Browsing by Author "Arthur, Tori, committee member"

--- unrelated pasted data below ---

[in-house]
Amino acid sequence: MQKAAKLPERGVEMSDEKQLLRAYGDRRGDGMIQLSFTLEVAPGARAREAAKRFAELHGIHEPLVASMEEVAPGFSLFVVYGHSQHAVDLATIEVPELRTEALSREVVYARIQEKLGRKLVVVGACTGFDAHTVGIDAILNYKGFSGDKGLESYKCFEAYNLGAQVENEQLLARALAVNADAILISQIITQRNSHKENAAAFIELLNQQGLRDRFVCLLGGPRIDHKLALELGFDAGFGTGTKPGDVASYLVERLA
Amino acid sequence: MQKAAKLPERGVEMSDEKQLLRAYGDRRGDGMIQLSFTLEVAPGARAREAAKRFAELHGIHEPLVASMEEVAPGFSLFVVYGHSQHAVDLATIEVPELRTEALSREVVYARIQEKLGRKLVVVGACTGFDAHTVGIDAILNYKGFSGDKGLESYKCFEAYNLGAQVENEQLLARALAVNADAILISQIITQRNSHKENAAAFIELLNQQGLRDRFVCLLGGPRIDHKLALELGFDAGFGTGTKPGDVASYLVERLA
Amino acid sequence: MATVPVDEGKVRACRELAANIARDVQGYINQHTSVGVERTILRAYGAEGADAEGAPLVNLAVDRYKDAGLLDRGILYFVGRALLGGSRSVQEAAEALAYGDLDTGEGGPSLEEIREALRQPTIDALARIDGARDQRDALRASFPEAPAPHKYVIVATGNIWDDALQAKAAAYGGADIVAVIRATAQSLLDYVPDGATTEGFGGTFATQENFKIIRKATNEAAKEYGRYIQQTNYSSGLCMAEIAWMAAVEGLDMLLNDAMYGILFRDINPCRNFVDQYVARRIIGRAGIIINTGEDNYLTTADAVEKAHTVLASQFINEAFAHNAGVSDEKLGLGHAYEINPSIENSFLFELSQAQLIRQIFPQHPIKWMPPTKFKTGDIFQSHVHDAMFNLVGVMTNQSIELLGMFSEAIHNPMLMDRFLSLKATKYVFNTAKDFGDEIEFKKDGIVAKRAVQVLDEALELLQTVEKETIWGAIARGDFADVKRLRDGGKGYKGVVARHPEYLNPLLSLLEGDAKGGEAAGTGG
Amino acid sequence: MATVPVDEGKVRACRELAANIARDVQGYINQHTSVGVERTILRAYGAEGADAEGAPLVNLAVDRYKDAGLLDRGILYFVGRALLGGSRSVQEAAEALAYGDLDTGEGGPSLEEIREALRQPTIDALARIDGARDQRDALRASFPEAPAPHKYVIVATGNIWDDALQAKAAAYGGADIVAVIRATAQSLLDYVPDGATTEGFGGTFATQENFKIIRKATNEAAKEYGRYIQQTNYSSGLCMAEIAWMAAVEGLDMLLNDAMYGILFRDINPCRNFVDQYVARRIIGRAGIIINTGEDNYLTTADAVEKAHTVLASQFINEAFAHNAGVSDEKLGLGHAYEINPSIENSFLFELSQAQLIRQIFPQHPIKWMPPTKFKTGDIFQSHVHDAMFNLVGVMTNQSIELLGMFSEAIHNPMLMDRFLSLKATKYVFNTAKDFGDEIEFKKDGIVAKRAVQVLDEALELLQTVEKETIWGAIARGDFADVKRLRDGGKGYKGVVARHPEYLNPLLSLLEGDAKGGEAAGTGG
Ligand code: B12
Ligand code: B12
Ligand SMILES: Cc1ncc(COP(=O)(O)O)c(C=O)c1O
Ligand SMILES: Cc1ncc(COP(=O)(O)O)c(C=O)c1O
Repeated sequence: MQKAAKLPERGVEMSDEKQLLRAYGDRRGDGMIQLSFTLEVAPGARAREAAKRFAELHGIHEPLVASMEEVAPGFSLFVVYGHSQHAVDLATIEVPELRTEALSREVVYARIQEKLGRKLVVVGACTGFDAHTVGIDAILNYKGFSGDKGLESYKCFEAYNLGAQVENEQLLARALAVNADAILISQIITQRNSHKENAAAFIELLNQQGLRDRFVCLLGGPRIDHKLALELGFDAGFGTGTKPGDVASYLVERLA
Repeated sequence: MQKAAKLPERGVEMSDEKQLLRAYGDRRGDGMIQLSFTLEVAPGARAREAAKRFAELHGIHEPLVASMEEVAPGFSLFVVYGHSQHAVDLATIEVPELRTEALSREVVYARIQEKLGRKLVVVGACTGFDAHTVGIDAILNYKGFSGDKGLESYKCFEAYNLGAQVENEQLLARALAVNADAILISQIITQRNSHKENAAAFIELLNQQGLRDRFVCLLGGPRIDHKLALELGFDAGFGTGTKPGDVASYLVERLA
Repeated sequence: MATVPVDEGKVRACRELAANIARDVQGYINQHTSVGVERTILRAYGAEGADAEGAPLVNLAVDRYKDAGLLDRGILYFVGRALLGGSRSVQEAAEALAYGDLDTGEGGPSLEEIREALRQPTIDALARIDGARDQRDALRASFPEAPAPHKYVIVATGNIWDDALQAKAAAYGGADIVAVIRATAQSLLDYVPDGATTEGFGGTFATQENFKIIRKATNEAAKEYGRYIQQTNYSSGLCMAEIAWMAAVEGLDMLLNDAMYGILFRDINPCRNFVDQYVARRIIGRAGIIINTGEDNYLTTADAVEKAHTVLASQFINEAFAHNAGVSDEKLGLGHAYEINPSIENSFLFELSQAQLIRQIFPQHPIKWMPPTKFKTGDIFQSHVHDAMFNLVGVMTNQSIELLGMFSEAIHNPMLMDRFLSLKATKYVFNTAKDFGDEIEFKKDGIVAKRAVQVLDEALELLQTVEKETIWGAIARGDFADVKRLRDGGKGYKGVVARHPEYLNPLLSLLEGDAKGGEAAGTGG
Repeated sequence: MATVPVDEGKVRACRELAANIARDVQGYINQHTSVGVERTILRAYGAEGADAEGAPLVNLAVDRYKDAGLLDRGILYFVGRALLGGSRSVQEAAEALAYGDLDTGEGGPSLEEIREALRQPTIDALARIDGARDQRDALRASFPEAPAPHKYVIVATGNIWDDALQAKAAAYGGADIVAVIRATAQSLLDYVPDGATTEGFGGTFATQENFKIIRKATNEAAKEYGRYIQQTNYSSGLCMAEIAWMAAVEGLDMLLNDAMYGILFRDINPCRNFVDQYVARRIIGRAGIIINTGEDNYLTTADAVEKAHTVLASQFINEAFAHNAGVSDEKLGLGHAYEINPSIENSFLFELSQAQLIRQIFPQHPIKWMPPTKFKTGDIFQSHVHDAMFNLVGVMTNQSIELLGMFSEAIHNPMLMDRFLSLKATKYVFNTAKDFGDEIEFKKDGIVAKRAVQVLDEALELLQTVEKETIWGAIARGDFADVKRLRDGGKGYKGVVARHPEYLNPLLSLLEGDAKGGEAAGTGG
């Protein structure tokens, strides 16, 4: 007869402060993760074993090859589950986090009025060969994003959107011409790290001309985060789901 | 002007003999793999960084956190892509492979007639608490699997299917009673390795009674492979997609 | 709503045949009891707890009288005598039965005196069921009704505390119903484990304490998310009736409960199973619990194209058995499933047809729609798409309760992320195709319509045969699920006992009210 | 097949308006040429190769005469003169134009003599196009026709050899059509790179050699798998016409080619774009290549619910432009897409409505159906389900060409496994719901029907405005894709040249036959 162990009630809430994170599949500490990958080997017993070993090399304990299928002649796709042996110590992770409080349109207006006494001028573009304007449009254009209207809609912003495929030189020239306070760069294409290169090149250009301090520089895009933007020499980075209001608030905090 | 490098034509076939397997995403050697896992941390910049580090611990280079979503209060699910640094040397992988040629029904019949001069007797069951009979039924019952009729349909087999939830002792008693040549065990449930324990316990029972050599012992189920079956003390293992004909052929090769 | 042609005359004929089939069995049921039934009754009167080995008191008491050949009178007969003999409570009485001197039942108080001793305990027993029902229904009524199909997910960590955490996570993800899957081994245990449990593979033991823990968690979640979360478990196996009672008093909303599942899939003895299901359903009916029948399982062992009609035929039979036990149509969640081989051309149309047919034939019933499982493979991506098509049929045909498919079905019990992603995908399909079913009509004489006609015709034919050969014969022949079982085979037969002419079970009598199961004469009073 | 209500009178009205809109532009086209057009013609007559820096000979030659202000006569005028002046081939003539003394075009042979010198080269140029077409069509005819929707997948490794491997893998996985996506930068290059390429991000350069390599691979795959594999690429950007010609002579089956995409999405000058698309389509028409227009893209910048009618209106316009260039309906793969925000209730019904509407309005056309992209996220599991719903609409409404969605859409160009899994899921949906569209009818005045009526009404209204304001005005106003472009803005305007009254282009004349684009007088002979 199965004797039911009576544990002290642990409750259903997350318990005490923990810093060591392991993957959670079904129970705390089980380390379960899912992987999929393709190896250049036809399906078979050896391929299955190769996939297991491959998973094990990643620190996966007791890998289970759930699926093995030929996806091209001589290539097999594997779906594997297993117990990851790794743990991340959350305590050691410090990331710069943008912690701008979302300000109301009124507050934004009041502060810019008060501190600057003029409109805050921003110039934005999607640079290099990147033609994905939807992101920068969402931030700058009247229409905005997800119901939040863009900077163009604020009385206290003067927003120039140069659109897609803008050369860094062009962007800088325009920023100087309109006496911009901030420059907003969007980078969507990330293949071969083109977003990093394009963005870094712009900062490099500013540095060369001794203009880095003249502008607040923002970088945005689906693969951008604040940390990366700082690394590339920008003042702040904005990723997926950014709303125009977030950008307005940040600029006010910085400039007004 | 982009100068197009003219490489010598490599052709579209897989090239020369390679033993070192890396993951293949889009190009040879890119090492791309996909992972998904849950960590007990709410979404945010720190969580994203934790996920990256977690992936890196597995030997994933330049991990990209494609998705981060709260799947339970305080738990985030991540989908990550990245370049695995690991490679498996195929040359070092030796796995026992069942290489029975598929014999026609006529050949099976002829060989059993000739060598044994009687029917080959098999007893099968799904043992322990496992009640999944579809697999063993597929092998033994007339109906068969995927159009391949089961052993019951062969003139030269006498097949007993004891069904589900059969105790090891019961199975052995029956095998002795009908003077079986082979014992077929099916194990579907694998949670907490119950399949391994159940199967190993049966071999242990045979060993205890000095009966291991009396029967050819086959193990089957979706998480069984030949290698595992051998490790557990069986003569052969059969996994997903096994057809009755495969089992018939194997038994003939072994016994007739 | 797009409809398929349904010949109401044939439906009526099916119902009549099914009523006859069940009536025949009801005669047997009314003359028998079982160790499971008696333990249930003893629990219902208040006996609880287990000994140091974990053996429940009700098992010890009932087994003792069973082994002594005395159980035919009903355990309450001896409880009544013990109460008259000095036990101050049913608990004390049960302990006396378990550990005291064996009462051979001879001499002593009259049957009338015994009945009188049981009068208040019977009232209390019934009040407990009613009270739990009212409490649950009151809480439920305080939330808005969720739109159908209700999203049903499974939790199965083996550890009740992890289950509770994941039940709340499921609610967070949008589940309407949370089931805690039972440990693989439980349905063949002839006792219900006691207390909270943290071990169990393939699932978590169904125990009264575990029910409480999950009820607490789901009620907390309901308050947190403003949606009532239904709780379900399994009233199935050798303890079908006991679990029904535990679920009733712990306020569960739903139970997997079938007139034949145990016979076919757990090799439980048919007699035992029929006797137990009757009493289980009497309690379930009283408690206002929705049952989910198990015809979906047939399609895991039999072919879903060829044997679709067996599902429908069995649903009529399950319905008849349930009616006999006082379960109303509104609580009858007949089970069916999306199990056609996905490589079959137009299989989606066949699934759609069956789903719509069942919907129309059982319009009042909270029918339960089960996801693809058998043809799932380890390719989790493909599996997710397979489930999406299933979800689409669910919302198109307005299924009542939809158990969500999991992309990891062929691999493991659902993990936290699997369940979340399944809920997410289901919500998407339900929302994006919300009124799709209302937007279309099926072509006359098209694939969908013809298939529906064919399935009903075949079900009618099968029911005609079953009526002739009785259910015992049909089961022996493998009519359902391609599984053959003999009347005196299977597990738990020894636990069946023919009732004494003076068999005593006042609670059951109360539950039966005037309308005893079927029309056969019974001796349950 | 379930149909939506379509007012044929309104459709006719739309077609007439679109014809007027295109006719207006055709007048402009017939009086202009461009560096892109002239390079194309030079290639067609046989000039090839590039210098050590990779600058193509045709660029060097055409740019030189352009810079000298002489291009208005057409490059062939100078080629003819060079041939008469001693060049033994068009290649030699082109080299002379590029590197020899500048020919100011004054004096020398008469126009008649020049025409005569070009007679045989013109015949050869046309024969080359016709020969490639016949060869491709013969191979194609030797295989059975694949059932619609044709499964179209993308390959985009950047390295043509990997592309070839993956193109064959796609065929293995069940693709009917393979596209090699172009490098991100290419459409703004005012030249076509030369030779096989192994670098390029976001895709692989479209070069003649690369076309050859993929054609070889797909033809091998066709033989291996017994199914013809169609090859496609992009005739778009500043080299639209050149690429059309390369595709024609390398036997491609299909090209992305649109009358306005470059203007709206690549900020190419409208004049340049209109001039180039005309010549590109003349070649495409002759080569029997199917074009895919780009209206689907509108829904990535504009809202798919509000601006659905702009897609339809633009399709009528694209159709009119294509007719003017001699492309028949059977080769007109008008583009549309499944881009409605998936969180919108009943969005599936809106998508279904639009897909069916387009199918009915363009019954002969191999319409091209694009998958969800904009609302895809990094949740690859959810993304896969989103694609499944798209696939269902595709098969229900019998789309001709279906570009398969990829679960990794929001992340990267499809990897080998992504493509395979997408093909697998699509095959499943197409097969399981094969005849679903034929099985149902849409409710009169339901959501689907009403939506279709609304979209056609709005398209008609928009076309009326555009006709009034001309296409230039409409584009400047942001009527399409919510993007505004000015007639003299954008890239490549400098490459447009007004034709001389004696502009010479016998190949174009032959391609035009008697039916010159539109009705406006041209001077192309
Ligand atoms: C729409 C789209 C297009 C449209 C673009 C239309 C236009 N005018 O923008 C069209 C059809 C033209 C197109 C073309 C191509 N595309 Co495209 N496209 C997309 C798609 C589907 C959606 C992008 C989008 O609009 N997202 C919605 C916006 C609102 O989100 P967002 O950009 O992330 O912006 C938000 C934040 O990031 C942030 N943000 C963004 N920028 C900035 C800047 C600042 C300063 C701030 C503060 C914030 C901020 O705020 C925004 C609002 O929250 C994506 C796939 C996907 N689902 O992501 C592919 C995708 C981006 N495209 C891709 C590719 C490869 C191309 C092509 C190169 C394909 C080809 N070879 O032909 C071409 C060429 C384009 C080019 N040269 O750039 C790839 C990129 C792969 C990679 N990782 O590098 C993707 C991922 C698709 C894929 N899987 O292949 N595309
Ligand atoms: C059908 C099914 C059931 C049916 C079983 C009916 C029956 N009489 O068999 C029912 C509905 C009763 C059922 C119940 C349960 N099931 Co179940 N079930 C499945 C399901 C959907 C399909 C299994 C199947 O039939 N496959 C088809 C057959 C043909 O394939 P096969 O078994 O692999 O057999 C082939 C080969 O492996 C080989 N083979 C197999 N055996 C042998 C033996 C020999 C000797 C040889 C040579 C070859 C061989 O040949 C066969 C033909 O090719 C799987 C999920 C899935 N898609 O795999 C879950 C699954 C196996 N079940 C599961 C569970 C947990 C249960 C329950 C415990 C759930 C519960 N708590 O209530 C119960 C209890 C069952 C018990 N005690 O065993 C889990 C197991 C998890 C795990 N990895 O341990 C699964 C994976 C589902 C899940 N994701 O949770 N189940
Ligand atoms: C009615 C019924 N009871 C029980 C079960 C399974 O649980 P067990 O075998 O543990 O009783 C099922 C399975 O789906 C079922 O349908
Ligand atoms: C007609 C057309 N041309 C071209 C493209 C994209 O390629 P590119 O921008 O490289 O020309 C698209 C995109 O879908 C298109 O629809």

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Item Open AccessA critical analysis of participatory research in the social sciences(Colorado State University. Libraries, 2022) Russell, Gregory, author; Champ, Joseph, advisor; Arthur, Tori, committee member; Carcasson, Martin, committee member; Flores, David, committee member; Humphrey, Michael, committee memberIn this dissertation, I put forward ethical, methodological, and epistemological reasons that warrant the presence of participants in the appraisal of social scientific research products. I discuss the nature of appraisal through Wittgenstein's linguistic philosophy and use it to support the claim that participatory research holds the capacity to improve formalized appraisal processes in cultural research. Extending the critique into a consideration of Western and Indigenous epistemologies, I attempt to deconstruct the ways in which Western academic research, specifically social scientific research, perpetrates colonialism and how, through participatory research, social scientific research practices might begin the process of decolonization. I then discuss how descriptive analytic techniques can make participant appraisal viable in academic contexts by showing how participatory strategies can license non-immersive data-collection methods, e.g., general interview-based research, in ways that are typically associated with those that are immersive, e.g., participant-observation. Item Open AccessAffective attunement and counter-power affordances of Twitter to the 2020 #EndSARS protests in Nigeria(Colorado State University. Libraries, 2023) Enyinnaya, Virtue Chibuike, author; Tham, Samuel M., advisor; Arthur, Tori, committee member; Faw, Meara, committee memberUsing the Network theory of Power, and Affective Public, this study employs a Critical Technocultural Discourse Analysis (CTDA) to examine the affective attunement and counter-power affordances of Twitter during the 2020 #EndSARS protests in Nigeria. Drawing on qualitative data collected from Twitter during the protests, the study examined the ways in which Twitter facilitated affective attunement - the ability of Twitter users to attune to each other's emotions - in amplifying activist voices and mobilizing publics for collective action. It also analyzed the counter-power affordances of Twitter, which enabled protesters to challenge dominant discourses and power structures in Nigeria. Through a CTDA lens, the study explored the ways in which power, cultural ideologies, users' online experiences, and technology intersected in the #EndSARS protests, and how these dynamics shaped the outcomes of the protests in addressing police brutality in Nigeria. The findings suggest that Twitter played a significant role in the mobilization and organization of the protests, and that affective attunement and counter-power affordances were key factors in the success of the movement. This study contributes to our understanding of the complex relationships between power, technology, and social change, and provides insights for future research on the role of social media in protest movements within regimented democracies. Limitations and future directions are discussed. Item Open AccessBeautiful transgressions: subversion and visibility in YouTube's beauty community(Colorado State University. Libraries, 2023) Marshall-McKelvey, Kira, author; Elkins, Evan, advisor; Hughes, Kit, committee member; Anderson, Karrin, committee member; Arthur, Tori, committee memberYouTube influencers must navigate the platform's capricious algorithm in order to achieve and maintain visibility online. The attention economy necessitates visibility labor for YouTubers to succeed in digital content creation. In particular, YouTubers must consider advertiser guidelines so that their content gets monetized (and subsequently rendered more visible). Content on YouTube that achieves high visibility tends to reinforce hegemonic logics of self-branding and gender. The beauty community, which produces feminized cultural outputs, is a highly commercial space on YouTube that rewards capitalist-affirming logics of gender and women's empowerment. Working in conversation with scholarship that explores the resistive possibilities of "LeftTube" (leftist YouTube), I highlight subversive tactics that women beauty gurus use without sacrificing their visibility online. Threading in discourse of play and fun, I argue that women beauty gurus can subvert postfeminist, neoliberal norms that discipline and confine gender performance. I first identify the normative genre conventions of the contemporary YouTube beauty community. Then I argue that RawBeautyKristi challenges norms of new momism and the "always on" digital entrepreneur by performing negative affect as a symptom of alienation, decentering western and masculine temporal structures, and complicating aesthetic labor in relation to neoliberal motherhood. Next, I argue that Nappyheadedjojoba performs platform-specific-intimacy to activate an ostensibly apolitical audience. Specifically, on YouTube, her incongruous references to makeup relieve tension, she utilizes beauty-specific terminology to familiarize her politics, she engages respectability politics, and she incorporates self-promotion as relational labor. On Patreon, she positions audience support as promoting creative liberty, she employs self-disclosure in relation to her politics, and she engages ratchetry as resistance. These strategies cultivate a sort of political authenticity. Lastly, Jenna Marbles's playful performance of failure to be part of YouTube's beauty community lluminates the inaccessibility of a seemingly open, democratizing space. By positioning herself as a YouTube viewer who unsuccessfully attempts tutorials, framing excess in contrast to the quest for natural beauty, exaggerating her status as an aging 32-33 year old lady, and flouting YouTube's self-branding conventions, Mourey reveals an attention economy in the beauty community that privileges postfeminist norms of age, beauty, and femininity. Ultimately, my dissertation aims to provide those in precarious positions with tactics to challenge dominant structures in ways that are invisible to those in power. Item Open AccessBlack like it never left: Black women and representation in contemporary broadcast television(Colorado State University. Libraries, 2023) Taylor, Kirstin, author; Marx, Nick, advisor; Chung, Hye Seung, committee member; Arthur, Tori, committee memberIt is imperative that we recognize that broadcast television is not dead, despite echoing declarations to the contrary, and that it can be a viable platform for presenting Black-led programs telling complex stories. In this project, I argue that current broadcast television shows are harnessing their industrial position and staple generic conventions to reorient depictions of Blackness on broadcast to more complexly and resonantly reflect lived Black experiences. It seems that these stories are being told not just on niche or fringe platforms catering to Black audiences, but also on long established and popular broadcast channels. This project is a limited survey of Black female representation on broadcast television comprised of three case studies: Fox's emergency procedural 9-1-1, The CW's HBCU set drama All American: Homecoming, and ABC's sitcom Abbott Elementary. Guiding this survey is a set of critical questions: First, how do these cases represent Black womanhood? Second, what are the industrial and creative contexts of these cases and how do they influence the texts? How do their creators, showrunners, writers, and actors work within the broadcast parameters and appropriate traditional conventions to display different iterations of Blackness? Finally, what new cultural meanings, if any, are the resulting representations generating? Item Open Access"Reclaiming our time, reclaiming our time!" Black women student affairs mid-level administrators talk supervision at predominantly white institutions(Colorado State University. Libraries, 2021) Nathan, B., author; Carlson, Laurie, advisor; Hughes, Blanche, committee member; Leone, Deanna, committee member; Arthur, Tori, committee memberThe research is limited or nonexistent regarding; (1) Black Women student affairs mid-level administrators at predominantly white institutions, (2) the impact of both racism and sexism in student affairs supervision, (3) ways Black Women student affairs mid-level administrators challenge and resist racism and sexism in supervision, and (4) ways Black Women student affairs mid-level administrators supervise and want to be supervised. Black Feminist Thought served as the theoretical framework for this in-depth qualitative study seeking to understand the experiences of racism and sexism, how racism and sexism is challenged and resisted, and the various approaches of Black Women student affairs mid-level administrators in supervisor roles at predominantly white institutions. Using Sista Circle Methodology, data was collected primarily through sista circles. Data was presented through the use of poetry and spoken word to pay homage to the contributions of poetry made by Black Women. From the data, three theoretical constructs emerged: (1) The existence and prevalence of the 'T' word, Trauma, (2) Listen Up! I'm Speaking Now, and (3) What is the service of student affairs, supervision, and higher education? The findings support the need for transforming supervision in student affairs. Finally, the study confirmed student affairs administrators fail to acknowledge and analyze power structures and systems of oppression present within the job of supervising (Brown, R., Desai, S., & Elliott, C., 2020).